In a culture where we whip ourselves into instant media frenzies and then move on forgetting only days later what it was that so upset us, maybe Trevor Noah’s tweets won’t be such a big deal by the weekend.
But the offensive tweets that surfaced within a day of the 31-year-old South African comedian being named Monday as Jon Stewart’s replacement on "The Daily Show" make me think Comedy Central might have made a very bad choice in filling one of the most important chairs in popular culture.
And if that turns out to be true, the channel’s earnings are going to plummet. Before Stewart and the recently departed Stephen Colbert, Comedy Central felt like a tin-can cable channel to me. Those two are the Babe Ruth and Lou Gehrig who built that franchise into a TV powerhouse, and to replace one of them with a guy who makes these kind of jokes could be deadly.
I love stand-up comedy. I love the fearlessness of comedians like Mort Sahl, Richard Pryor and, yes, let me put Amy Schumer on that list...Read more
Trevor Noah, the newly announced host of "The Daily Show," rejected the backlash over his graphic tweets targeting Jews and women as an unfair reflection of him and his comedy.
"To reduce my views to a handful of jokes that didn't land is not a true reflection of my character, nor my evolution as a comedian," Noah posted Tuesday on his Twitter account, the same one that included past tweets others deemed offensive.
Comedy Central also came to his defense, calling Noah a "provocative" comedian who "spares no one, himself included."
"To judge him or his comedy based on a handful of jokes is unfair," the network said in a statement, adding that he has "a bright future at Comedy Central."
Noah was announced as Jon Stewart's successor Monday. The next day, he was a trending topic on Twitter as he drew fire for jokes described as tasteless, hateful — and unfunny.
Roseanne Barr was among those calling out the 31-year-old South African comic, who has an international following and 2 million...Read more
For the fifth season finale of "The Walking Dead," Rick finally won his power struggle with Deanna for the hearts and minds of Alexandria. On the one hand, yay, Rick won't be cast out into the wilderness. But judging by his very first act as leader -- shooting Pete the accidentally killing abuser -- doesn't bode well for the path of civilization and peace.
Of anyone in the crew, it seems Michonne understood most deeply the dangers and sad reality of Rick's way, when we saw her stoically take her katana blade down from the mantel where she had previously hoped it would stay. She saw there was a chance for them to survive without their weapons, but that window seems to have closed. At least for awhile.
Most symbolically, the other active voice for peace and forgiveness, Deanna's husband, Reg, was the victim of Pete's accidental slaying, getting his throat sliced open during a confrontation at Rick's trial. With Reg gone and Deanna without any sort of grounding, it looks like she'll be...Read more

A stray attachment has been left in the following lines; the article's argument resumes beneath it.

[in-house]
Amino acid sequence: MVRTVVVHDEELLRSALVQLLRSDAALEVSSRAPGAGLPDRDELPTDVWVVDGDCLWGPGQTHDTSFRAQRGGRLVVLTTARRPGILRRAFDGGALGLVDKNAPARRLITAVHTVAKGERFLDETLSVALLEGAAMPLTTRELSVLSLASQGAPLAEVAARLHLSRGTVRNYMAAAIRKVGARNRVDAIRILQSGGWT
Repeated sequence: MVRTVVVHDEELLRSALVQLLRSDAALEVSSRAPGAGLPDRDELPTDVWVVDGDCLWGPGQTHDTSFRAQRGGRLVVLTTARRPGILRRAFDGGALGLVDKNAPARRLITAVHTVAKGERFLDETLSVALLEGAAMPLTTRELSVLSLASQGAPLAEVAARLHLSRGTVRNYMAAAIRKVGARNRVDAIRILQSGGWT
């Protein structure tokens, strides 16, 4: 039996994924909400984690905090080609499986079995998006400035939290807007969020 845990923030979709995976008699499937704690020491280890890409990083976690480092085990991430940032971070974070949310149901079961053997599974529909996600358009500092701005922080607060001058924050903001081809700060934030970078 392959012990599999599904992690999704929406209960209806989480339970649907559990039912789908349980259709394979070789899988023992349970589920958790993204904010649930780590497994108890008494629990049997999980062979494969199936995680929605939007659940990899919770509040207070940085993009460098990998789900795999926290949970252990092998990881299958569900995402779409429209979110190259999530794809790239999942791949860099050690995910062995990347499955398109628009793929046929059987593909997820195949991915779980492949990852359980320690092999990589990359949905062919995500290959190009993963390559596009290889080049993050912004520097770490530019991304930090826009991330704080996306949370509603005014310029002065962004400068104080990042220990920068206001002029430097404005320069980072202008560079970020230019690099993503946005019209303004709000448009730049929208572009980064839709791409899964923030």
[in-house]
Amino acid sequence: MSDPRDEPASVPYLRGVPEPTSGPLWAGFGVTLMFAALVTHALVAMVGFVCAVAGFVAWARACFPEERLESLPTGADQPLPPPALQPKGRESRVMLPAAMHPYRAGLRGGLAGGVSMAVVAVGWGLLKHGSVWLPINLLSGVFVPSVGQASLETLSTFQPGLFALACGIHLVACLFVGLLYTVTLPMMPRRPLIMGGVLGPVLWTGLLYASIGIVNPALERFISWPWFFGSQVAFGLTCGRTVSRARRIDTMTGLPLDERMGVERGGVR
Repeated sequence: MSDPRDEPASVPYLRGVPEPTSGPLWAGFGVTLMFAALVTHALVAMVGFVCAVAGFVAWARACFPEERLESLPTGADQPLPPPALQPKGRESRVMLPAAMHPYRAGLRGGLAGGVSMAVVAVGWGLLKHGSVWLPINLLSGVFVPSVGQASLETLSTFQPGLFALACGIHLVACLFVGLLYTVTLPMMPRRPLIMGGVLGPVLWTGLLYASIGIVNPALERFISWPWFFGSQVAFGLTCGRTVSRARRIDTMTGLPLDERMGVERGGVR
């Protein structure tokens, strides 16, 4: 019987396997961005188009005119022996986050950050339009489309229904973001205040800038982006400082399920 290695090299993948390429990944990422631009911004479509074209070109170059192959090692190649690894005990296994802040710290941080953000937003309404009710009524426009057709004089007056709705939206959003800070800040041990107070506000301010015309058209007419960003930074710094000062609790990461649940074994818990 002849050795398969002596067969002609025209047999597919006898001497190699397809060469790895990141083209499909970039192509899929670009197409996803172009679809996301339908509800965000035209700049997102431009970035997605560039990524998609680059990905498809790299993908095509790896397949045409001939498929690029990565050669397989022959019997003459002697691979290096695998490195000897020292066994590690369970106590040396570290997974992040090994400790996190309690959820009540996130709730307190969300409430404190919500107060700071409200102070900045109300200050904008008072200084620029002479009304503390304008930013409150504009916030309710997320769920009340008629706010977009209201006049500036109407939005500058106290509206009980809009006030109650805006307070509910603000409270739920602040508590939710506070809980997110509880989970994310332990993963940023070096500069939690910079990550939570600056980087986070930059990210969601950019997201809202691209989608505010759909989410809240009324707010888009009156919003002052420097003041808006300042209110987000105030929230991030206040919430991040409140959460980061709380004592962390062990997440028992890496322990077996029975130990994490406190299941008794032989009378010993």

"Once Upon a Time" started with a boy, Henry, figuring out that the characters in a book he was given, fairy tale characters, were actually real and living in his town. It's that book now, and the author of it, that's driving the character motivations -- and now the author has been found.
But, we'll get to that. First a journey to the past. After a premonition by an evil queen, Snow White and Prince Charming are determined to make sure that their child is good, and will not be an instrument of evil. So, of course, you hunt for a famed unicorn to get some clarity. Touching the horn of a unicorn allows them to get a glimpse of their child's future. Charming got a good glimpse -- a cute baby, nothing out of the ordinary. Snow did not get that glimpse. Instead, Snow met the teenage Emma Swan -- and teen Emma reaches into Snow's chest and pulls out her heart, then turns it into dust. But she's her mother! "I don't care," Emma says.
The heroes are trying to figure out what it means to have...Read more
Trevor Noah, a 31-year-old comedian from South Africa who has contributed to "The Daily Show" a handful of times in recent months, will become Jon Stewart's replacement as host, Comedy Central announced Monday.
Noah was chosen a little more than a month after Stewart unexpectedly announced he was leaving "The Daily Show" following 16 years as the show's principal voice.
New Jersey native Stewart is being replaced by the son of a black South African mother and white European father. Noah has an international presence, and hosted a late-night talk show in South Africa, "Tonight With Trevor Noah."
Noah, who has appeared on Jay Leno and David Letterman, was the subject of a 2011 documentary film by David Paul Meyer, "You Laugh but It's True," which followed his career in post-apartheid South Africa.
He will join Larry Wilmore, a writer-comedian who replaced Stephen Colbert in January in the half-hour slot following "The Daily Show." When Noah takes over, Comedy Central will have completely...Read more